When Adam Grant joined his high school diving team, his coach told him he had good news and bad news: Adam lack flexibility and grace, two of the three components needed to be a successful diver. The good news? His coach would be there to support him the entire way.
He [said he] doesn't care how good I am. That whatever level of effort I put in, he's willing to put in that level of effort as a coach too. He actually said, “I will never cut a diver who wants to be here.” And, I mean to me that is the epitome of what a coach is, right? To say, look, you know, I respond to your motivation, not what I think is your talent level.”
This event had a profound impact on Adam. His coach not only believed in him but was willing to match the effort that he would put into his own success. His influence was also felt as Adam reached out to help other divers—even those that would be in direct competition with him—because he knew that he could help.
Although he considered becoming a professional coach himself, Adam’s career took a different trajectory. After receiving a Ph.D. in Organizational Psychology, he became a professor at the Wharton School of the University of Pennsylvania and is world-renowned for his expertise in motivation and meaning. He has authored four New York Times bestselling books (including one with Sheryl Sandberg), and his TED talks that have been viewed more than 18 million times.
Our conversation on the podcast delves into the pages of his book “Give and Take,” where he examines the interactions between coworkers and their classifications as “givers, matchers, and takers.” By being givers, he explains, we create an environment for success that takers never reach.
“I really believe that the most meaningful way to succeed is to help other people succeed.”
The willingness of his coach to be a “mini helper” continues to influence Adam’s life, and he is a wonderful example of a giver (although he is too modest to give himself the label). I feel I have much to think about after this conversation, and I think you will, too. Join us as we discuss how he chose a career where he could be “ambitious for himself and ambitious for others,” his best dive ever, and how Givers can truly help others (without becoming doormats).
Listen to the podcast in the player below, or download the episode on Apple Podcasts or wherever you listen to podcasts.
Takeaways from this Episode:
- Our early experiences are woven into the choices we make. Early in life, Adam was a diver with aspirations of becoming a diving coach. He is still using the lessons he learned on the diving board in his life today.
- Adam’s coach told him “I will never cut a diver who wants to be here.” He was willing to look at a diver’s motivation and not their talent level. How can this apply in your life? Is there someone on your team who is at the low end of the curve skill-wise, but is motivated to learn and wants to be there? What support can you give? What are you doing not to “cut” that person?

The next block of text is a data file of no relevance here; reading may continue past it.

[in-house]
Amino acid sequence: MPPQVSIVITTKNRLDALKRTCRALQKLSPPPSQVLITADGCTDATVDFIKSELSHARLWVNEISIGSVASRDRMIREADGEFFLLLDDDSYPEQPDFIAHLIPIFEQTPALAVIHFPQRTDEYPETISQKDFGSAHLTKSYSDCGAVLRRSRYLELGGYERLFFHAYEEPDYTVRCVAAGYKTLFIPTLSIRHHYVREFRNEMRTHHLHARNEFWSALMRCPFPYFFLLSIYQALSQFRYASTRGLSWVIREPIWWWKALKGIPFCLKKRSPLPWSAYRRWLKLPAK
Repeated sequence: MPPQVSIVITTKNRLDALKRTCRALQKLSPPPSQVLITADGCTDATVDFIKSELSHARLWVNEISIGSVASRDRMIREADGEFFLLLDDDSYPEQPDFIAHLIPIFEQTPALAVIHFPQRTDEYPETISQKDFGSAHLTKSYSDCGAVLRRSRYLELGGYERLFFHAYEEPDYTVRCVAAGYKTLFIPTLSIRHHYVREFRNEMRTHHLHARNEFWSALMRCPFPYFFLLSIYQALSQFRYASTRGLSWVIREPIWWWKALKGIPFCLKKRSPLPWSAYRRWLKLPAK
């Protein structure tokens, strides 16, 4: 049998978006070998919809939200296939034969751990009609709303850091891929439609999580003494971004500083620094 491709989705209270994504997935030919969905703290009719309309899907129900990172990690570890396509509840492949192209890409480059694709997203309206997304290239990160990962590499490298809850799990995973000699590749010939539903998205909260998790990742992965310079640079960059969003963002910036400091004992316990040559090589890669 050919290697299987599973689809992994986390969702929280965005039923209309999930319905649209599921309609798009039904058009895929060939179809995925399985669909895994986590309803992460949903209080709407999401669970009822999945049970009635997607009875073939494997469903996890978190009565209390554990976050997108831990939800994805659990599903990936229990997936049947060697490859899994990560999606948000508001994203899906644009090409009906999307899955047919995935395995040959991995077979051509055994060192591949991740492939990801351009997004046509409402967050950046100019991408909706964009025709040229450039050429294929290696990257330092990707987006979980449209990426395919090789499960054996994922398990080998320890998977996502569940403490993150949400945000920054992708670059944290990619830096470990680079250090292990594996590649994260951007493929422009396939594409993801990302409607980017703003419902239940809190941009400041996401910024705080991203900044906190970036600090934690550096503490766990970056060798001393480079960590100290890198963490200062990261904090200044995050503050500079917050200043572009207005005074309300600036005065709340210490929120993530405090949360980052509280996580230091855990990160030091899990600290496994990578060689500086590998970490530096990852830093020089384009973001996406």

- Against the judgment of his coach (and pretty much everyone else), Adam took the time to coach his competitor and help him improve his entry into the water. This eventually allowed that diver to beat Adam in competition. Adam’s attitude about the event is inspiring: “I didn’t want to be in a world where my motivation to help others would be in conflict with my motivation to succeed.”
- These were defining experiences that eventually led to Adam’s book, Give and Take. In it he discusses styles of reciprocity (the framework for personality or motivation): givers, takers, and matchers. Everyone has moments where they display each style, but they will also have a dominant style—how we treat the majority of people the majority of the time.
- Givers look to see how they can add value. They enjoy helping others without strings attached.
- Takers primarily focus on trying to figure out what they can get from other people.
- Matchers will reciprocate whatever the other individual involved is doing. If they are giving a little, matchers will give a little. If they are willing to give a lot, matchers will give a lot.
- Kat Cole once gave Adam advice on how to increase generosity: go into every interaction asking “How can I be a mini-helper? What’s the biggest challenge the other person is facing right now?”
- In an organization, if you want to create a culture of help givingyou need to establish a culture of help seeking. Are there people in your organization that you haven’t approached about a problem who may be able to help you.
- “The mistake that most of us make is when we need help, we only go to the people that we've traded favors with in the past or expect to in the future. And you know, the odds that that person who's helped you before or that you know well is the most qualified person to help you with a completely different request are pretty low.
- Successful givers are thoughtful about who they help and how they help. Don’t help anybody who just asks—this can lead out burn out. Be flexible and adaptable in your style. If you are dealing with a taker, try to be a matcher.
Links Mentioned in this Episode:
- Adam Grant – Website | LinkedIn | Twitter
- WorkLife with Adam Grant
- Give and Take: Why Helping Others Drives Our Success by Adam Grant
- Disrupt Yourself: Master Relentless Change and Speed Up Your Learning Curve by Whitney Johnson
- Adam’s Monthly Newsletter – Granted
- Build an A-Team: Play to Their Strengths and Lead Them Up the Learning Curve by Whitney Johnson
- Download a free chapter from Build an A-Team